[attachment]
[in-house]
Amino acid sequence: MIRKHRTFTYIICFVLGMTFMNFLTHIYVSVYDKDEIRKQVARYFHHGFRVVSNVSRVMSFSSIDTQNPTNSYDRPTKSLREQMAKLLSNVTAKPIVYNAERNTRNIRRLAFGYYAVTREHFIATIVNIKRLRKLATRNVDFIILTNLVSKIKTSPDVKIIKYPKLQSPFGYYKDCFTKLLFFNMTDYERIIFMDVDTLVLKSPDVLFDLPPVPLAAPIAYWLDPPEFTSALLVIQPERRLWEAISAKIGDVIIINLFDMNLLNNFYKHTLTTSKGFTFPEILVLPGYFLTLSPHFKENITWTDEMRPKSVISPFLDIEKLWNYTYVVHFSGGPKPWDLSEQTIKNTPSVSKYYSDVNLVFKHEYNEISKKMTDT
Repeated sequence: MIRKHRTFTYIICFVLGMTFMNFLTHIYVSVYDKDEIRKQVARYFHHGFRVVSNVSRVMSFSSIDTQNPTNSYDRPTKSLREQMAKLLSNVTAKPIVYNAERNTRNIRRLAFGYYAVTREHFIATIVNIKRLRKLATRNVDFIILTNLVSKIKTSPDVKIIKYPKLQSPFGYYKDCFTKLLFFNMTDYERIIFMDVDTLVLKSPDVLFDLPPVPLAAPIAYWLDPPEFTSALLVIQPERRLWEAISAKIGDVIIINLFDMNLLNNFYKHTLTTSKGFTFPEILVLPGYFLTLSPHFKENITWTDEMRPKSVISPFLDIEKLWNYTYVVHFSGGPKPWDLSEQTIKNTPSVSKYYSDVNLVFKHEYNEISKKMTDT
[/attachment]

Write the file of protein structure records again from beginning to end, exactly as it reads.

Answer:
[in-house]
Amino acid sequence: MIRKHRTFTYIICFVLGMTFMNFLTHIYVSVYDKDEIRKQVARYFHHGFRVVSNVSRVMSFSSIDTQNPTNSYDRPTKSLREQMAKLLSNVTAKPIVYNAERNTRNIRRLAFGYYAVTREHFIATIVNIKRLRKLATRNVDFIILTNLVSKIKTSPDVKIIKYPKLQSPFGYYKDCFTKLLFFNMTDYERIIFMDVDTLVLKSPDVLFDLPPVPLAAPIAYWLDPPEFTSALLVIQPERRLWEAISAKIGDVIIINLFDMNLLNNFYKHTLTTSKGFTFPEILVLPGYFLTLSPHFKENITWTDEMRPKSVISPFLDIEKLWNYTYVVHFSGGPKPWDLSEQTIKNTPSVSKYYSDVNLVFKHEYNEISKKMTDT
Repeated sequence: MIRKHRTFTYIICFVLGMTFMNFLTHIYVSVYDKDEIRKQVARYFHHGFRVVSNVSRVMSFSSIDTQNPTNSYDRPTKSLREQMAKLLSNVTAKPIVYNAERNTRNIRRLAFGYYAVTREHFIATIVNIKRLRKLATRNVDFIILTNLVSKIKTSPDVKIIKYPKLQSPFGYYKDCFTKLLFFNMTDYERIIFMDVDTLVLKSPDVLFDLPPVPLAAPIAYWLDPPEFTSALLVIQPERRLWEAISAKIGDVIIINLFDMNLLNNFYKHTLTTSKGFTFPEILVLPGYFLTLSPHFKENITWTDEMRPKSVISPFLDIEKLWNYTYVVHFSGGPKPWDLSEQTIKNTPSVSKYYSDVNLVFKHEYNEISKKMTDT